Report Guatemala




Report Author: Emma Jane Sunderland, MSc

Affinity Group on Documents and

Confronting the Past: Third Meeting

November 13 – 17, 2005




The third meeting of the Affinity Group on Documents and Confronting the Past took place in Guatemala, at the Hotel Villa Conference Centre in Antigua and in Guatemala City at the Guatemalan Forensic Anthropology Office from November 13 – 17, 2005.


The main theme of this meeting was security, not only of documents but of human rights defenders as well. Regarding the security of documents, a visit was made to the police archives in Guatemala City. Attention is given to the issues highlighted and comments made throughout the visit.


Members of the Affinity Group and guest speakers gave a wide range of presentations covering a broad spectrum of subjects. This report summarizes the main points from each presentation, with an emphasis on the comments. These exchanges are a fundamental benefit of the meetings for all members of the Affinity Group.


Another focus of the meeting was the "useful products" proposals that are part of the Affinity Group’s grant. This report will recapitulate each organizational proposal and draw attention to suggestions made.


The Affinity Group also took the opportunity to visit an exhumation site (Comalapa, one of the largest forensic investigations in the world) of the Guatemalan Forensic Anthropology Foundation. A brief overview of this visit is given. The report then presents the preliminary discussion about the next Affinity Group meeting. The final focus of this report is on the considerations made about the "final product", and the conclusions of this meeting.


Day 1: Sunday 13th November 2005




Fredy Peccerelli of the Guatemalan Forensic Anthropology Foundation (FAFG) and Patrick Pierce from the Human Rights Education Institute of Burma (HREIB) acted as the facilitators for the third meeting of the Affinity Group. Welcoming remarks and a general introduction to the following days were given, both by Fredy and Patrick.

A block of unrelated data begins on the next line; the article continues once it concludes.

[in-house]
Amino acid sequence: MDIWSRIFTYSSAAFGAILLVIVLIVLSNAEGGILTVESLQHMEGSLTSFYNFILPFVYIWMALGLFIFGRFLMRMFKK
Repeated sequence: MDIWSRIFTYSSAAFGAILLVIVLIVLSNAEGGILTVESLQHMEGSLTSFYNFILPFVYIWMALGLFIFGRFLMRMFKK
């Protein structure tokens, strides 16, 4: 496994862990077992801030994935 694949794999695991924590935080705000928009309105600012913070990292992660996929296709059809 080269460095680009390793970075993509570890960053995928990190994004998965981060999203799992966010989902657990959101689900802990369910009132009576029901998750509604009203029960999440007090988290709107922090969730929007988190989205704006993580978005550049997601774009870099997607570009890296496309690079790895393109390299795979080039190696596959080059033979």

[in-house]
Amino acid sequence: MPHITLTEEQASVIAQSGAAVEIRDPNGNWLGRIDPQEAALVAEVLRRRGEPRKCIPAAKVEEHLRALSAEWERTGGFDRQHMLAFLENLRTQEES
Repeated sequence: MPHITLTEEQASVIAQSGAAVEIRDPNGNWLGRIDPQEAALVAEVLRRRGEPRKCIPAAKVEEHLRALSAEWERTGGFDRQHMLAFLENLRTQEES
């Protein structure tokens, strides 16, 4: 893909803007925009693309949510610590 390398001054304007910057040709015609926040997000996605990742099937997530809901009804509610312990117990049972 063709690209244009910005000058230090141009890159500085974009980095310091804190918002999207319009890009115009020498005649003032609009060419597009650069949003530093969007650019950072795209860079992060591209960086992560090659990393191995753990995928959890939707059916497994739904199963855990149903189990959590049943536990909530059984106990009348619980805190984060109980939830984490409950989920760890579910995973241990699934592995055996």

The third meeting of the Affinity Group was to be held in Suleymaniyah, Kurdistan or Amman, Jordan. However, the members of the Affinity Group changed the location to Guatemala to show support and solidarity to Fredy Peccerelli due to the death threats he has recently received.


Session 1


Short Country and Organisational Presentations


Each member of the Affinity Group was asked to give a short country and organisational presentation. The aim was to provide updates of activities that have occurred since the last meeting in Belgrade.


Youk Chhang and Wynne Cougill: Documentation Center of Cambodia


The Documentation Center of Cambodia (DC-Cam) is currently implementing and planning various projects to work towards the achievement of justice, and to keep memory alive. The main objectives of DC-Cam are to document and disseminate information. Documentation is categorized into 5 areas: paper documents, physical information, interviews, photographs and films. Not only is DC-Cam collecting information from within Cambodia, it is also soliciting information from various other countries.


The dissemination of information is done through visual and verbal methods. DC-Cam does not only want to bring information together in a National Archive to ensure its safety, but it also wants the information to be accessible to the public. The security of documents is extremely important. DC-Cam implements two security measures for all information that is collected; these are database input and storage of information in various locations.


DC-Cam’s work at the moment can be said to focus mainly on justice. This is of course due to the forthcoming tribunal, which should begin in 2006. DC-Cam is working on three projects that will help establish a role for the survivors of the Khmer Rouge regime. The first project is "Living Documents"; its main aim is to engage people in the whole process of the tribunal. The second is the development of a "Response Team" which will comprise staff from DC-Cam and experts from Cambodia and abroad who will act in answer to issues presented by the tribunal. The third project is the development of a public information room. This will provide space and access to documents.